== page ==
[Haskell-cafe] Can Haskell outperform C++?

Simon Marlow marlowsd at gmail.com
Tue May 8 14:41:26 CEST 2012

On 06/05/2012 07:40, Janek S. wrote:
> a couple of times I've encountered a statement that Haskell programs
> can have performance comparable to programs in C/C++. I've even read
> that thanks to functional nature of Haskell, compiler can reason and
> make guarantess about the code and use that knowledge to
> automatically parallelize the program without any explicit
> parallelizing commands in the code. I haven't seen any sort of
> evidence that would support such claims. Can anyone provide a code in
> Haskell that performs better in terms of execution speed than a
> well-written C/C++ program? Both Haskell and C programs should
> implement the same algorithm (merge sort in Haskell outperforming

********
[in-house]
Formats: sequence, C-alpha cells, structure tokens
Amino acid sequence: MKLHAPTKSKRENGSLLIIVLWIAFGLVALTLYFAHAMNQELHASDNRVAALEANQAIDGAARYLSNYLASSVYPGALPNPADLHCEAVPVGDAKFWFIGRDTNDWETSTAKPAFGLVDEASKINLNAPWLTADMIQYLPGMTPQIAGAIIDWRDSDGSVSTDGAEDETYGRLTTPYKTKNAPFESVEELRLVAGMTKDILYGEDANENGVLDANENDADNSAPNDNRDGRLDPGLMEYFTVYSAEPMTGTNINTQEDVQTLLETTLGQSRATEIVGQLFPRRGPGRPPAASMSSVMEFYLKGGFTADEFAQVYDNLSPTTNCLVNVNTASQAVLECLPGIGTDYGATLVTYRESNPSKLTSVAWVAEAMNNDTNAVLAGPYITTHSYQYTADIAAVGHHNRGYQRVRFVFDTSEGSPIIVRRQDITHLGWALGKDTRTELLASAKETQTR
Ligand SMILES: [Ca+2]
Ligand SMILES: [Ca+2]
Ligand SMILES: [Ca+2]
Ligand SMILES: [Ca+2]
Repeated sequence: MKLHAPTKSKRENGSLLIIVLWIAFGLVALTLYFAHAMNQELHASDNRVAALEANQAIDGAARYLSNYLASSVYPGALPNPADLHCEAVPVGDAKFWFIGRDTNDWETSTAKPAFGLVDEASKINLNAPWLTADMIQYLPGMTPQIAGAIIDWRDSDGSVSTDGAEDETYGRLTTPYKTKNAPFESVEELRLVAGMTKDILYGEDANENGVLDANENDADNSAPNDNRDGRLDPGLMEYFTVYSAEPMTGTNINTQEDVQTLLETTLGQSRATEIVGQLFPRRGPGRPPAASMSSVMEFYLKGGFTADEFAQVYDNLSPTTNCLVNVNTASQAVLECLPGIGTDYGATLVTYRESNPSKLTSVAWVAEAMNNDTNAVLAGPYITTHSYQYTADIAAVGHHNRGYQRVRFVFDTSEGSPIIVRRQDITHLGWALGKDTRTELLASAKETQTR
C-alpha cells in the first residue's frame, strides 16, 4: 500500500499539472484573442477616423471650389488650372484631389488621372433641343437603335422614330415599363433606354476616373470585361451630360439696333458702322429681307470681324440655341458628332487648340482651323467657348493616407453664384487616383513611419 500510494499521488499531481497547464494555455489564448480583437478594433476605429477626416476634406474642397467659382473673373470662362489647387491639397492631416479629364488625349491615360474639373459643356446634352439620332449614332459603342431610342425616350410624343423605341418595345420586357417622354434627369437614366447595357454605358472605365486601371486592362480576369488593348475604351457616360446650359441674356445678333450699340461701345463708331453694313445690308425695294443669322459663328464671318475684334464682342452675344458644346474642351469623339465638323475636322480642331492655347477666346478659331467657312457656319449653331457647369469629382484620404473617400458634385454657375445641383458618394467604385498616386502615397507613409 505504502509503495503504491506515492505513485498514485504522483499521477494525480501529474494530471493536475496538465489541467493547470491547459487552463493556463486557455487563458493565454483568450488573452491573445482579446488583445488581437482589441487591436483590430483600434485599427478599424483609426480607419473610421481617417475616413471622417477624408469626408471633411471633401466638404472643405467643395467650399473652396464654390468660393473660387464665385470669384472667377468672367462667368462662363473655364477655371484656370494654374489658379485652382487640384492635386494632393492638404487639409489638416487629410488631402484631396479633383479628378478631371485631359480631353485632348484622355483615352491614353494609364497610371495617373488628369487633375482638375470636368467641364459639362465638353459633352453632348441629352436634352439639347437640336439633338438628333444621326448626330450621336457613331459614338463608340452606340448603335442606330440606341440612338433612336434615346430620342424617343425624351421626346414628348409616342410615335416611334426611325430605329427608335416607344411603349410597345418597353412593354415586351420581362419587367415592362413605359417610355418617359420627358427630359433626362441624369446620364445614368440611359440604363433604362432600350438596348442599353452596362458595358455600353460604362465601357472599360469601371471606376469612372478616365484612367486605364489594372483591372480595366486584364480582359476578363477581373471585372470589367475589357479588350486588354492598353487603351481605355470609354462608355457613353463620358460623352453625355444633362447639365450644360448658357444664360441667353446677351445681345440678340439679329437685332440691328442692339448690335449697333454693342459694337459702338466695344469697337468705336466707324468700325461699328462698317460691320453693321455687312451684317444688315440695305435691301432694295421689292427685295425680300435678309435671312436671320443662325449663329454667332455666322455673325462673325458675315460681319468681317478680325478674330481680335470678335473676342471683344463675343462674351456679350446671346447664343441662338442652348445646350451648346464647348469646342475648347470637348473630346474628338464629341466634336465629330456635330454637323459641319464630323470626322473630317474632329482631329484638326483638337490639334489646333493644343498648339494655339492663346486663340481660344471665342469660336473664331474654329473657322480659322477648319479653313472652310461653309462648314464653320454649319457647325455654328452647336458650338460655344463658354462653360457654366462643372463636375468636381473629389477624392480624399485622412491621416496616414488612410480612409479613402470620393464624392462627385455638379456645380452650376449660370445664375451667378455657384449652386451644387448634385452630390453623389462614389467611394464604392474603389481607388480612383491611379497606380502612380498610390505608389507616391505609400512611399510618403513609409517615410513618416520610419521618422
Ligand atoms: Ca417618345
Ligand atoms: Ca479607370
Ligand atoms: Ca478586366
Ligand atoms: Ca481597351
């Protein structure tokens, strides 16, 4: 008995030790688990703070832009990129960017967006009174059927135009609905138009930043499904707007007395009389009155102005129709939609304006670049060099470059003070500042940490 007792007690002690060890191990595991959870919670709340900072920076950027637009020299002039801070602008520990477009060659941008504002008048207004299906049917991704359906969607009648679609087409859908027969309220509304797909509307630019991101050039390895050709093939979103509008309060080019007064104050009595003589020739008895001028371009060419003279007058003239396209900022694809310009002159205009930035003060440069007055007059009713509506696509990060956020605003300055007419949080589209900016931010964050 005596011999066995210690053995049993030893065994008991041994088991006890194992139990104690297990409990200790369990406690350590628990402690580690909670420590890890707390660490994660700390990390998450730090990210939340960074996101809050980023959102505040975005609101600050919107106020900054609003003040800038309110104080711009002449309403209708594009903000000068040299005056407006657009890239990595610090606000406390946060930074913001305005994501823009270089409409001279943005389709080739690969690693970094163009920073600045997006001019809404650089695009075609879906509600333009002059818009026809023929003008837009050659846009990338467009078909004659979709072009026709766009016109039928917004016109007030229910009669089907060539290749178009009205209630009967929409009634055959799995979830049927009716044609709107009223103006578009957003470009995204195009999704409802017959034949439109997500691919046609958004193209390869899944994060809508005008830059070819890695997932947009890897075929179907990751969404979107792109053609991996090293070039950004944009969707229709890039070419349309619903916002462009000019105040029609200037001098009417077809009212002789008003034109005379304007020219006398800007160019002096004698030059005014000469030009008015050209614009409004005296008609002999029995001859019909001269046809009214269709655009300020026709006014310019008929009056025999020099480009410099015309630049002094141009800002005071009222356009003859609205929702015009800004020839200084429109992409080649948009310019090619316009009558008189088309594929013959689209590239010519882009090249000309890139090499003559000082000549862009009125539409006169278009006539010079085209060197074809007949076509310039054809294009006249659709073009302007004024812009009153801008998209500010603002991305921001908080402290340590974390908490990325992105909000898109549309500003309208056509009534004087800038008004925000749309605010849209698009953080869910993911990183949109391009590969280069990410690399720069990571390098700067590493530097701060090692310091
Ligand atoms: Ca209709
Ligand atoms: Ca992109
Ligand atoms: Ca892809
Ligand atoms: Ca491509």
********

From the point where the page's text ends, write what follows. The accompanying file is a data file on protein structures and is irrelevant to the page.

> bubble sort in C doesn't count), though I guess that using
> Haskell-specific idioms and optimizations is of course allowed.

On the subject of parallelism in particular, there is no fully implicit
parallelism in Haskell at the moment.  When people ask about this I
typically point to this paper:


which shows that it is possible to get some gains doing this, but it is
hard and the gains were not great.

However, what Haskell does give you is a guarantee that you can safely
call any function in parallel (with itself or with something else), as
long as the function does not have an IO type.  This is about as close
to automatic parallelisation as you can practically get.  Take any pure
function from a library that someone else wrote, and you can use it with
parMap or call it from multiple threads, and reasonably expect to get a
speedup.  Furthermore with parMap you're guaranteed that the result will
be deterministic, and there are no race conditions or deadlocks to worry


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